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Would Dwindling Medicare and Medicaid Payment Rates Turn Providers toPrivate Insurance Beneficiaries?
It is an irony that Medicare and Medicaid, which reimburse more than the half of the nation’s total health insurance,have come in for heavy flak by physicians, who claim to have lost considerable revenues that they could otherwisehave rightfully earned had they avoided seeing Medicare and Medicaid beneficiaries and favored patients withprivate health insurance policies. The problem seems to originate from the sustainable growth rate (SGR) formulathat has been proved unscientific against exponential growth in public health care beneficiaries and medical costassociated. Thus, physicians have constantly been put to Medicare and Medicaid cuts. And with Affordable Care Actrecommending inclusion of millions of uninsured and baby boomers into the fold, physicians may get highly selectivein admitting Medicare and Medicaid beneficiaries in an effort to save themselves from being affected with ratherdiscouraging payments rates.As a matter of fact these two popular government health schemes have been woefully behind payment rates offeredby private insurance carriers. As a result, there has considerable shift in insurance pattern, which has resulted inescalation of the private health insurance cost by as much as 25 to 30 percent during the last 5 years. While privateinsurance beneficiaries have been fetching providers appreciably revenues well over their operational costs,Medicare and Medicaid have seemingly been returning revenues well below the operational costs. To be precise,doctor or hospital receives 10% less in Medicare and Medicaid umbrella as against 20% more on every dollar spentas clinical and operational cost on patients. What is even more worrying is that physicians have consistently beenundergoing Medicare cuts, which now threatens to erode physicians’ revenues by as much as 25%.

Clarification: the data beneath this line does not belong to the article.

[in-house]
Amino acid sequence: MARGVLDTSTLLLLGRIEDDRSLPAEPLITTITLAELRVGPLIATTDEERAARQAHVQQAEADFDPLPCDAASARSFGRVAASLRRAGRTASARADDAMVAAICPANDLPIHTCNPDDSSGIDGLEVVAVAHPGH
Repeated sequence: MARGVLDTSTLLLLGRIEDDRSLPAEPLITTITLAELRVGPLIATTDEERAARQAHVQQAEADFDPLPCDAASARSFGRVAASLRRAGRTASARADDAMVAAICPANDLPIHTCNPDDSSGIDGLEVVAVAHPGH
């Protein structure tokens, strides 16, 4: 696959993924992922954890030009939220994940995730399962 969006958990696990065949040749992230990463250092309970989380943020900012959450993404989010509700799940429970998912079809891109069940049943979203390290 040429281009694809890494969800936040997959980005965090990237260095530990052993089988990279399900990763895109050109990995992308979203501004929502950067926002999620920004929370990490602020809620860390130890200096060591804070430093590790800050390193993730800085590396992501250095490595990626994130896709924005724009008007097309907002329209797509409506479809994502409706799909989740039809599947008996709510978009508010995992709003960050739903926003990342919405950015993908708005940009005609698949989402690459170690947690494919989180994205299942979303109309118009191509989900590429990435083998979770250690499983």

If Medicare reimbursements are staring at a monumental cut of 25%, Medicaid reimbursements too have not beenthat impressive either. Medicaid reimbursements have historically been varying from state to state. Moreover,Medicaid has traditionally been paying much less than Medicare. Although efforts are on to keep Medicaidreimbursements on par with Medicare’s, the expected inclusion of 15 million into Medicaid fold may not eventualallow it happen.While the inclusion of 77 million baby boomers into the public insurance ambit may provide voluminous clinicalopportunities to doctors, the proposed cut to Medicare spending by as much as $426 billion over the next decadecould drastically spoil their revenue prospects. With reimbursements revenues expected to decrease even further,physicians or hospitals may not be inclined to seeing more of Medicare and Medicaid beneficiaries. Thus, they mayhave to substitute their portfolio with more and more private health insurance beneficiaries. While patients withprivate health insurance policies may be more lucrative, there would always be the risk of dealing with privateinsurance carriers, who are seemingly more vigilant and stricter when it comes to reimbursements. Given thechallenges of private insurance reimbursement environment, it may require an externalmedical billing mediation to
orchestrate the entire process of billing, submitting and realizing the claims to their fullest.